As for how the season has gone in terms of results so far, it’s been far from ideal and we have got a long campaign ahead. An away trip to a newly promoted team for a season-opener had us all licking our lips at the excitement of a league win, but Sam Allardyce is no mug and set up his West Ham United team exactly how you’d expect him to – did the bloody job though so you can’t complain. Not to mention a man of the match performance by Villa old-boy James Collins, of course. Typical. Aesthetically pleasing football is what we’d been asking for, a step towards the present state of football after the dark ages of booting out of defence and having 40% possession time after time. This was happening, but we lacked a cutting edge, and possession without creativity is just as useless as defending with 10 men behind the ball.

Aston Villa's first notable performance of the season was the 1-1 draw away to Newcastle, a game we deserved to win and would have but for Hatem Ben Arfa’s incredible 30-yard stunner – despite Guzan having a few fine saves to make he could do nothing about that one. Swansea City was next up at home and another impressive performance this time resulted in our first three point haul of the season. A moment we thought was to be the turning point of our season actually turned out to be a false horizon, as we were thrashed in the next game in a second-half mauling at struggling Southampton. The season has largely continued in similar cast – you just don’t know what’s going to happen with us. I’m far happier having a go and losing than rolling over before a ball is even kicked though, that’s just not what football is about.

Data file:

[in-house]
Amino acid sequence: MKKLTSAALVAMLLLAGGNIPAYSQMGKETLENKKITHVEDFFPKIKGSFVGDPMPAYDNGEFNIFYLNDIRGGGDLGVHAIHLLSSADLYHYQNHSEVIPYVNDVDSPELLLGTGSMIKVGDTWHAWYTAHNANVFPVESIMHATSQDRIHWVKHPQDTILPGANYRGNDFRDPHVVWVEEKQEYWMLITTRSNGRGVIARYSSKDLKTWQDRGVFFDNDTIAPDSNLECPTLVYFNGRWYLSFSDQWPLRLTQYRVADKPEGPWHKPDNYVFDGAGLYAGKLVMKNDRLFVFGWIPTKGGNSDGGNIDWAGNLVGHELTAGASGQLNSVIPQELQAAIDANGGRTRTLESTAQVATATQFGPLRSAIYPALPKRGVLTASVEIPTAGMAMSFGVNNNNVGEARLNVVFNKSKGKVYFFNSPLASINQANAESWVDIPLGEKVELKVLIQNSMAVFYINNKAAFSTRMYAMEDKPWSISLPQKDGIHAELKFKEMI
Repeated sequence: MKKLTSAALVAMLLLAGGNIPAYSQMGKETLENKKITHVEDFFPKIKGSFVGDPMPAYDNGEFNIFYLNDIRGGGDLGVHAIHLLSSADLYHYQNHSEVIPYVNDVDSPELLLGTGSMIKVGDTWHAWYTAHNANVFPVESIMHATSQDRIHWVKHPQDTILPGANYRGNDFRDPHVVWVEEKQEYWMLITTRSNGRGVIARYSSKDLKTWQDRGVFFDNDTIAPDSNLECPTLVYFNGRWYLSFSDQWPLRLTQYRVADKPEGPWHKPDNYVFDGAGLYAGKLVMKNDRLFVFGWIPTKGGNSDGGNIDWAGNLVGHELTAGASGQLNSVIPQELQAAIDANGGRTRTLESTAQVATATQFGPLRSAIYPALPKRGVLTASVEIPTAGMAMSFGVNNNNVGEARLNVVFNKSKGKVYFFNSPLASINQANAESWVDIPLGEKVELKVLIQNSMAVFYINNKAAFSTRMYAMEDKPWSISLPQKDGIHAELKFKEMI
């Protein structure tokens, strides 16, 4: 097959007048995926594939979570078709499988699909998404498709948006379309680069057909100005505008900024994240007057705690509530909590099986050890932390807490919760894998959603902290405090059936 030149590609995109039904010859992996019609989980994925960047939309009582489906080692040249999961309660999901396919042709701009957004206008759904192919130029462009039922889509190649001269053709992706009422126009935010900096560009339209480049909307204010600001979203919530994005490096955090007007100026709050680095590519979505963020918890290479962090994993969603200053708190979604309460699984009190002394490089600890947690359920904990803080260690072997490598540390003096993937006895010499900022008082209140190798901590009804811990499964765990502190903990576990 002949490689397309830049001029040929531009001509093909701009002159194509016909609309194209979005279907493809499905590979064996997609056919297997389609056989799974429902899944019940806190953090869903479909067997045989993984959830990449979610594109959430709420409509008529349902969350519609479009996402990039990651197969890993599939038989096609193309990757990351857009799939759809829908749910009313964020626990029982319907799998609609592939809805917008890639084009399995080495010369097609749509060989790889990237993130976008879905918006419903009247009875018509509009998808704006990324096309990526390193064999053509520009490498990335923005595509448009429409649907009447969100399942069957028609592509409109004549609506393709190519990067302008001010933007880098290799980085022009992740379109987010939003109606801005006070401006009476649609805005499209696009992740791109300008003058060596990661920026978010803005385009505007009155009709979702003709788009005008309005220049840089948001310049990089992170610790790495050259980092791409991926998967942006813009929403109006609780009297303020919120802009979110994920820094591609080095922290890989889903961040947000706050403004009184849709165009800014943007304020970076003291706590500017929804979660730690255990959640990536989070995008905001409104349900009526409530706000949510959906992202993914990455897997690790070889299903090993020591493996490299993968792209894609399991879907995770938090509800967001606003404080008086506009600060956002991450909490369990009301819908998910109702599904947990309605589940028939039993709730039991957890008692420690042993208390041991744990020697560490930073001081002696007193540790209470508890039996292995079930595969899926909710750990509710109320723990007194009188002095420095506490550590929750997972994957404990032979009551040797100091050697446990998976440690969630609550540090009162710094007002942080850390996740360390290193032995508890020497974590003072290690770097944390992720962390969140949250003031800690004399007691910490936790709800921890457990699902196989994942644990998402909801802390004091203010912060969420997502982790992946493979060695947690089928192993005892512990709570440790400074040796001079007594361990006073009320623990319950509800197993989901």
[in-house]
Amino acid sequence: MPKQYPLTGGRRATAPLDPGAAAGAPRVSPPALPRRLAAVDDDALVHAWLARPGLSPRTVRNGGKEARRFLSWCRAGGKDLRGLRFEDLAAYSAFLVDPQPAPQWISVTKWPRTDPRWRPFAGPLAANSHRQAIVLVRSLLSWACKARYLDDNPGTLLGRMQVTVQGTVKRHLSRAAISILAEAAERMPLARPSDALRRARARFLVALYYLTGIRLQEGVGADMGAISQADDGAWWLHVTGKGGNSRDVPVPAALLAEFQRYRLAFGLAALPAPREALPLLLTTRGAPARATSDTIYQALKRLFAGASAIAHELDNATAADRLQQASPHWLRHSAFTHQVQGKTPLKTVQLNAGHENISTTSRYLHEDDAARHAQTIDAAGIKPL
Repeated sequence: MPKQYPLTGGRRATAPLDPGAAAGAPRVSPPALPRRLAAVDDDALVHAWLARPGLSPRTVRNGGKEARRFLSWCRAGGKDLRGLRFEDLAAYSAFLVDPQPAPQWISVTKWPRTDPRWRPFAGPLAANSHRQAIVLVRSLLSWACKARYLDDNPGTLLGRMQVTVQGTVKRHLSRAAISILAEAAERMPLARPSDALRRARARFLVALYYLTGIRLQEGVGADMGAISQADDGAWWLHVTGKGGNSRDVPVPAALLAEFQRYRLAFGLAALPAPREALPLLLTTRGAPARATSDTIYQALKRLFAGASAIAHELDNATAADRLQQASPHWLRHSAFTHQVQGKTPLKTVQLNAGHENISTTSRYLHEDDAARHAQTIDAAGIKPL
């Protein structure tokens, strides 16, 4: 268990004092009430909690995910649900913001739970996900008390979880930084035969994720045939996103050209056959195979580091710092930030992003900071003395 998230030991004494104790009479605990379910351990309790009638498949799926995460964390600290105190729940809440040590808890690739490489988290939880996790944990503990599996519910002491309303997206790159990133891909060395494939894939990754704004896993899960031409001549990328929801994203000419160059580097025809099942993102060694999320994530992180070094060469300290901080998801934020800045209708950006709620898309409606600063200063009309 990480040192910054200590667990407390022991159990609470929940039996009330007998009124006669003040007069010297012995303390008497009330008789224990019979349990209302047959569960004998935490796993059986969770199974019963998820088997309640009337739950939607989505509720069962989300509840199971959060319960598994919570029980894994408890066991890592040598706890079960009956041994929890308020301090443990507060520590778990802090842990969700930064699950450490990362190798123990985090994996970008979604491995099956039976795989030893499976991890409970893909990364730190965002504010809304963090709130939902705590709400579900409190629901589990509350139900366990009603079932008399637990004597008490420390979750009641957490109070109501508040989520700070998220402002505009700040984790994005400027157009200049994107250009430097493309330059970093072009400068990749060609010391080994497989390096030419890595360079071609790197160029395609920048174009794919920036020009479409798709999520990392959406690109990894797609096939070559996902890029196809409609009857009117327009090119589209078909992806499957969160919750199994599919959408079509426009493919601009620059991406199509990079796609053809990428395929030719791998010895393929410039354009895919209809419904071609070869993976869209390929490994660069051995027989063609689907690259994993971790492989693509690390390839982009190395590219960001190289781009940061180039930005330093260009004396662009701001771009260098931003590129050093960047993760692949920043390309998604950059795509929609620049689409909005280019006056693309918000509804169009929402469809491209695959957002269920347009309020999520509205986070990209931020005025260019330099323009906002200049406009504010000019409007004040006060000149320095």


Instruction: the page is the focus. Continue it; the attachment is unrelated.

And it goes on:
So onto the most recent game; an impressive performance against Manchester United which resulted in Villa going 2-0 up thanks to a double from Andreas Weimann, before eventually losing 3-2. If there is such a thing as an impressive loss, this was it, but impressive losses don’t get you the points needed for safety. It has been a well-publicised statistic over the last few weeks that Villa would be in the top-five if league games finished at half-time, so we need to find a way to hold on to the leads we so often take.

“Proud history, bright future” is a well-known Aston Villa motto, and it’s more applicable to this situation than any other that I can remember. We have a manager who knows what needs to change and how it needs to be done. We have a category-one youth academy which has given us an exciting batch of first-team players now, with the promise of more in the future. We have a young, determined squad that are eager to impress.  We have a patient chairman who knows that a transformation doesn’t happen overnight, and that sustainability is a key factor in progress and success – and he isn’t afraid to dip into his pockets if necessary. I can’t stress enough that it won’t be a quick fix, but with Paul Lambert in charge we will get there.